Life Insurance

Palo Pinto County insurance lawyers need to understand life insurance.
Life insurance pays a stated amount of benefits to the beneficiary upon the insured’s death. Typically, the policy has a “face amount” that is, a stated value that is payable. Some policies may offer increased benefits if the insured dies from certain causes. For example, some policies pay “double indemnity” benefits if the insured dies in an accident.
“Term” policies pay a fixed amount stated in the policy. Whole life policies accumulate cash value. On the other hand, if the policy allows the insured to borrow against the policy, the death benefit may be reduced by the amount of any outstanding loans.
Issues affecting coverage may arise at the time the policy is issued, if the insured does not accurately disclose his health or other material information, of if the insured dies or his health materially worsens before the policy is issued. Disputes may also arise if the insurer refuses coverage.
Upon the insured’s death, questions may arise regarding: whether the insurance was still in effect; whether the insured died from a covered cause; and who receives the proceeds. The answers to some of this can be found in the Texas Insurance Code and the Texas Probate Code.
Common life insurance types are term, whole life, and universal life.
Term” policies simply provide a death benefit in return for a premium payment. At the end of the policy year, or “term” the insurance ends, and the policy has no value. Term policies do not accrue cash value. Because the insured is only paying for the death benefit, term policies are cheaper in the early years. As the insured gets older, the risk of death increases and so does the premium. As the insured gets older, the risk of death increases and so does the premium for a set number of years.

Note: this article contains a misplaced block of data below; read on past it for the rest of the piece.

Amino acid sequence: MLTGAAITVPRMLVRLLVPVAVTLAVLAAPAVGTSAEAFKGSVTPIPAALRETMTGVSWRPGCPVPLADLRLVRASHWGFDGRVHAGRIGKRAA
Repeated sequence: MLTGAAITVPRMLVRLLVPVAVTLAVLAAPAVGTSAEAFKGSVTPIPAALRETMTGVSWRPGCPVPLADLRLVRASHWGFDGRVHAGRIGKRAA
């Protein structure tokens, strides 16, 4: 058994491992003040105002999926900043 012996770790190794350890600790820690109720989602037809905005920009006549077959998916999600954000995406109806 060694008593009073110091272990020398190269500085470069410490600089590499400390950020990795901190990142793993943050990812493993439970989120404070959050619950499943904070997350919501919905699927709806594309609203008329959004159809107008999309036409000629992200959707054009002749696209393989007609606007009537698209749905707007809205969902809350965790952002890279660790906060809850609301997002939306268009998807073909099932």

Whole life” policies typically charge more in premiums than term policies, so that the premium pays for the death benefit and provides an excess that allows the policy to accrue a “cash value.” This cash value is an investment, in addition to the benefits if the insured dies. The policies derive their name from the fact that the insurer offers to insure the insured for her “whole life” based on a certain stream of premiums. An insurer may offer illustrations at the time the policy is sold showing how much cash value will accrue based on the premium payments, if the certain interest rates apply. The illustrations usually project the expected value of the policy over time, and often contain disclaimers and numerous assumptions, making comprehension difficult. This complexity causes insureds often to rely heavily on oral explanations by the agent, which may be inaccurate or misunderstood. This can be a source of trouble if the policy’s actual performance does not match the insured’s expectations.
Universal life” works like whole life, except the rate of return on the investment portion may be tied to stocks and mutual funds, instead of a certain interest rate. This product was developed so life insurers could compete with other investments by offering more competitive rates of return.
Dividends are another potential feature. If the policy pays dividends, the insured may elect to receive them as a refund, or the dividend may be applied to buy additional coverage or to reduce the next premium.
These are only the most common forms of life insurance. There are many others. Credit life polices are seen frequently, as are many others. Issues with the various types of life insurance coverages are litigated in the courts frequently. The Texas Supreme Court and state appeals courts as well as the different Federal Courts are sources to investigate as to how the Court system views these types of cases and the issues arising from them.